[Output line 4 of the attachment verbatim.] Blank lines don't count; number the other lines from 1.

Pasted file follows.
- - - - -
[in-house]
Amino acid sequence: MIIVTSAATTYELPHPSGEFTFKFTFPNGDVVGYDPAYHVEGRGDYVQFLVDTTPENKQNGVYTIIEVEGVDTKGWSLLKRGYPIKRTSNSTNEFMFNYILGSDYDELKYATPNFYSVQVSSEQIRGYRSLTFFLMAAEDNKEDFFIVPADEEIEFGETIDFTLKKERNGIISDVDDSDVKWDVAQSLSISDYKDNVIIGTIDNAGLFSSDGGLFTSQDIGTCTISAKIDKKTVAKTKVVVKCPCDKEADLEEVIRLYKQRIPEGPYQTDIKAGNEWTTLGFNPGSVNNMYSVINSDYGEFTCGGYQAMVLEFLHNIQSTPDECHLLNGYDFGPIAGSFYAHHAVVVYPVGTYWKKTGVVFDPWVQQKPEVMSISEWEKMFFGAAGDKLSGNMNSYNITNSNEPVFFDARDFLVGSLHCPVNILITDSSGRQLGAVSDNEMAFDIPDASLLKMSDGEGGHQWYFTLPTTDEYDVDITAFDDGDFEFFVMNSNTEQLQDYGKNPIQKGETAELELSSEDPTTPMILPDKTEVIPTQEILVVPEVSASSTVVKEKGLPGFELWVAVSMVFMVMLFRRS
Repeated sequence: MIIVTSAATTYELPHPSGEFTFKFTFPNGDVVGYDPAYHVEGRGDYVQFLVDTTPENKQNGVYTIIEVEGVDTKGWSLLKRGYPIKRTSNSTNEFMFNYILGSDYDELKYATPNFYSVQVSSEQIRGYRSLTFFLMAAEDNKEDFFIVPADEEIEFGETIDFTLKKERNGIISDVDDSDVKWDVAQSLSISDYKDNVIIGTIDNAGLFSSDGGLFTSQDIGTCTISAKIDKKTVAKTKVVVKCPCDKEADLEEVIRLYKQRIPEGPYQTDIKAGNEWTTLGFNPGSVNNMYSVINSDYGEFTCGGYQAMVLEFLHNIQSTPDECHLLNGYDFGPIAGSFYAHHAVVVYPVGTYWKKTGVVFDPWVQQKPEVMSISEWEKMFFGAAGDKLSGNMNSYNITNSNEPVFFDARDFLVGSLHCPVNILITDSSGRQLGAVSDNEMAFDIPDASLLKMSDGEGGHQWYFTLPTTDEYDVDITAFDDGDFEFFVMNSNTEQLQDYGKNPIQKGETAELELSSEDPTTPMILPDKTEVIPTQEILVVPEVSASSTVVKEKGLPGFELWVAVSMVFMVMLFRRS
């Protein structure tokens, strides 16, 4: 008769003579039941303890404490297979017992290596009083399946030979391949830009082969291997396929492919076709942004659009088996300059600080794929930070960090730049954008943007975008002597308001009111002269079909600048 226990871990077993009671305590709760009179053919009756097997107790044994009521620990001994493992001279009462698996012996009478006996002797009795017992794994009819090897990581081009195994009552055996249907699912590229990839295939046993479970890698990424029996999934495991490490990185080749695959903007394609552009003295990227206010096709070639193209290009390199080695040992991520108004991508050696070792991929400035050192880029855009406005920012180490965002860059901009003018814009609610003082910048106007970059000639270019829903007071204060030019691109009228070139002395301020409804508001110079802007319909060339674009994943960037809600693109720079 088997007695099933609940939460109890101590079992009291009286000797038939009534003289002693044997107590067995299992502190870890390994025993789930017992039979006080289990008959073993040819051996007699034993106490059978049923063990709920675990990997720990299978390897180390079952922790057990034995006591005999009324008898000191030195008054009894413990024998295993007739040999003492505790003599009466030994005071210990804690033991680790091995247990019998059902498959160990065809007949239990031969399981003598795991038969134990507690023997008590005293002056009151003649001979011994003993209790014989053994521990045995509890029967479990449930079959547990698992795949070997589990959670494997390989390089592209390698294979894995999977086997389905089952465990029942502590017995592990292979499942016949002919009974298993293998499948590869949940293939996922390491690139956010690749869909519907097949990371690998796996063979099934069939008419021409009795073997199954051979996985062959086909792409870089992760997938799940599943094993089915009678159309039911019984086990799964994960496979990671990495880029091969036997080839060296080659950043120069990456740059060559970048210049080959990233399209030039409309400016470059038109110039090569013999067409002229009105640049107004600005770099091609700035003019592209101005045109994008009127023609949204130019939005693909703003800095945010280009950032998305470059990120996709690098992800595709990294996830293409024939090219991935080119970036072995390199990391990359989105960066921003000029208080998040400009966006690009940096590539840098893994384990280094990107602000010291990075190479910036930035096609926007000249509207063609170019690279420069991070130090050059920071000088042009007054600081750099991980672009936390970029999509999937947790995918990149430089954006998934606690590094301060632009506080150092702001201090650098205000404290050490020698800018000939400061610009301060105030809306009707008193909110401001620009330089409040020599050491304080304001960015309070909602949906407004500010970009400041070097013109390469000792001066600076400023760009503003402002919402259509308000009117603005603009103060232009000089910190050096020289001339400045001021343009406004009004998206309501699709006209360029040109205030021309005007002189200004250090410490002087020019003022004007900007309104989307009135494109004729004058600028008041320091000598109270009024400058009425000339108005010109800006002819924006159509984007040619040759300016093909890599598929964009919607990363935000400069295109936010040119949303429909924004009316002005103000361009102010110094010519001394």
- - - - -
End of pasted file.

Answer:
């Protein structure tokens, strides 16, 4: 008769003579039941303890404490297979017992290596009083399946030979391949830009082969291997396929492919076709942004659009088996300059600080794929930070960090730049954008943007975008002597308001009111002269079909600048 226990871990077993009671305590709760009179053919009756097997107790044994009521620990001994493992001279009462698996012996009478006996002797009795017992794994009819090897990581081009195994009552055996249907699912590229990839295939046993479970890698990424029996999934495991490490990185080749695959903007394609552009003295990227206010096709070639193209290009390199080695040992991520108004991508050696070792991929400035050192880029855009406005920012180490965002860059901009003018814009609610003082910048106007970059000639270019829903007071204060030019691109009228070139002395301020409804508001110079802007319909060339674009994943960037809600693109720079 088997007695099933609940939460109890101590079992009291009286000797038939009534003289002693044997107590067995299992502190870890390994025993789930017992039979006080289990008959073993040819051996007699034993106490059978049923063990709920675990990997720990299978390897180390079952922790057990034995006591005999009324008898000191030195008054009894413990024998295993007739040999003492505790003599009466030994005071210990804690033991680790091995247990019998059902498959160990065809007949239990031969399981003598795991038969134990507690023997008590005293002056009151003649001979011994003993209790014989053994521990045995509890029967479990449930079959547990698992795949070997589990959670494997390989390089592209390698294979894995999977086997389905089952465990029942502590017995592990292979499942016949002919009974298993293998499948590869949940293939996922390491690139956010690749869909519907097949990371690998796996063979099934069939008419021409009795073997199954051979996985062959086909792409870089992760997938799940599943094993089915009678159309039911019984086990799964994960496979990671990495880029091969036997080839060296080659950043120069990456740059060559970048210049080959990233399209030039409309400016470059038109110039090569013999067409002229009105640049107004600005770099091609700035003019592209101005045109994008009127023609949204130019939005693909703003800095945010280009950032998305470059990120996709690098992800595709990294996830293409024939090219991935080119970036072995390199990391990359989105960066921003000029208080998040400009966006690009940096590539840098893994384990280094990107602000010291990075190479910036930035096609926007000249509207063609170019690279420069991070130090050059920071000088042009007054600081750099991980672009936390970029999509999937947790995918990149430089954006998934606690590094301060632009506080150092702001201090650098205000404290050490020698800018000939400061610009301060105030809306009707008193909110401001620009330089409040020599050491304080304001960015309070909602949906407004500010970009400041070097013109390469000792001066600076400023760009503003402002919402259509308000009117603005603009103060232009000089910190050096020289001339400045001021343009406004009004998206309501699709006209360029040109205030021309005007002189200004250090410490002087020019003022004007900007309104989307009135494109004729004058600028008041320091000598109270009024400058009425000339108005010109800006002819924006159509984007040619040759300016093909890599598929964009919607990363935000400069295109936010040119949303429909924004009316002005103000361009102010110094010519001394």